On the 12th of October, amid growing violence in Israel/Palestine, stories and video began to circulate on social media of Israelis cursing at a critically wounded Palestinian boy. Excluded, or scarcely mentioned, was the allegation that the boy had, moments earlier stabbed two Israelis (along with his cousin, who was killed by Israeli police).
On his Facebook page, Imam Omar Suleiman posted a link to the video with a comment:
When Israeli peace activist Yakir Englander saw the post on the page of “one of the most prominent and beloved imams in the US,” he was moved to write the following letter to the imam (a version of which was posted as a comment.)
Omar Suleiman’s response follows Englander’s letter. – eds
My Dear Beloved Teacher,
My name is Yakir Englander and I am one of the peace activists in Palestine and Israel. I grew up in an Ultra-Orthodox Jewish community. For the last eleven years I have been working day and night with Palestinian and Israeli families—Muslims, Jews and Christians—to heal the pain and bring about a change.
One of our community teachers, the Rabbi from Radin (the Chafets Chaim) once said: “do not critique people if you do not have the language to speak to their hearts.” Why? Since what we need is not to be “right” and feel “good.” Rather, we need to speak to peoples’ hearts and change them.
I have seen your current post, and read many of the comments it prompted. I wonder, with respect, what do you gain through this post? The clip is deeply disturbing, and people shout upsetting things. Even though they just have seen this kid stab two of their community, there is no excuse for their behavior. Their cursing is a failure of our sensitivity. But the comments on your post—not just against the people in the clip, but against all Israelis—are not less terrible and dangerous.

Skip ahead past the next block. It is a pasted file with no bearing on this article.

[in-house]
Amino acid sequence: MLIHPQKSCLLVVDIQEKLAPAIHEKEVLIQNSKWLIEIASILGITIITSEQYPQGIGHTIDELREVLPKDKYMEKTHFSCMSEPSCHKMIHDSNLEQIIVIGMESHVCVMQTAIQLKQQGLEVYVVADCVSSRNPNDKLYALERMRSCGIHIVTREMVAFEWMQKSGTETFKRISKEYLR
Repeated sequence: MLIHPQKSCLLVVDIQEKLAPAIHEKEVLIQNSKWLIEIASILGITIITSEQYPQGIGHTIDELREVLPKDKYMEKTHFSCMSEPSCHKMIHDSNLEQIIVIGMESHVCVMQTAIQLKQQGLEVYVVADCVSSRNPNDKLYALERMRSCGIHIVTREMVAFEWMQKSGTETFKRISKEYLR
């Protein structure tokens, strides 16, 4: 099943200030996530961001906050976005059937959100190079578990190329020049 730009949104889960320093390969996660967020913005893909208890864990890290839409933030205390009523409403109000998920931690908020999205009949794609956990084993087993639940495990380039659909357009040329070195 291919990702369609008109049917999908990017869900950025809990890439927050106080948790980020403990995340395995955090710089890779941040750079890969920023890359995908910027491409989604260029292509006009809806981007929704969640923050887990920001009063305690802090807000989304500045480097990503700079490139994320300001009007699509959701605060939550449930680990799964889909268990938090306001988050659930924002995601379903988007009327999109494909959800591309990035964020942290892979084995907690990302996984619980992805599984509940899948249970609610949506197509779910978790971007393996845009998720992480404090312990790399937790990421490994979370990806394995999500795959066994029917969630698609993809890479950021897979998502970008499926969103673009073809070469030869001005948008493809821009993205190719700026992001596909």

My heart goes out to this young Palestinian boy and his family. I love this boy. I can only imagine how much pain he was experiencing that led him to want to kill. I am working in his home village; many of his neighbors work with me for peace and for dignity in our youth movement, Kids4Peace, challenging the status quo for both Palestinians and Israelis. This is the language I believe we need to use. We, the religious leaders and activists, must stop being “pro-Palestine” and “pro-Israel” and begin being “pro-Image of God.” We must be pro-education and love, offering an “Intimate critique”—a critique that comes from a place of love.
In your vocation as imam, you are a spiritual guide to many, including myself. I beg you, if you want to help, teach life and holiness. Teach us how the holy Qur’an and the Prophet (PBUH) can help us. Come and stand with us as we take action stopping with our own bodies the violence of both sides. I risk my life each day to be with my Palestinian family; show me that you, as a leader, are willing to do likewise.
Lastly, and personally: please keep me in your prayers, and may Allah bless us all with life.
I’m sorry I cannot write a very thorough response as I am currently participating in the Parliament of World Religions. But I look forward to continuing this dialogue with you beyond this letter.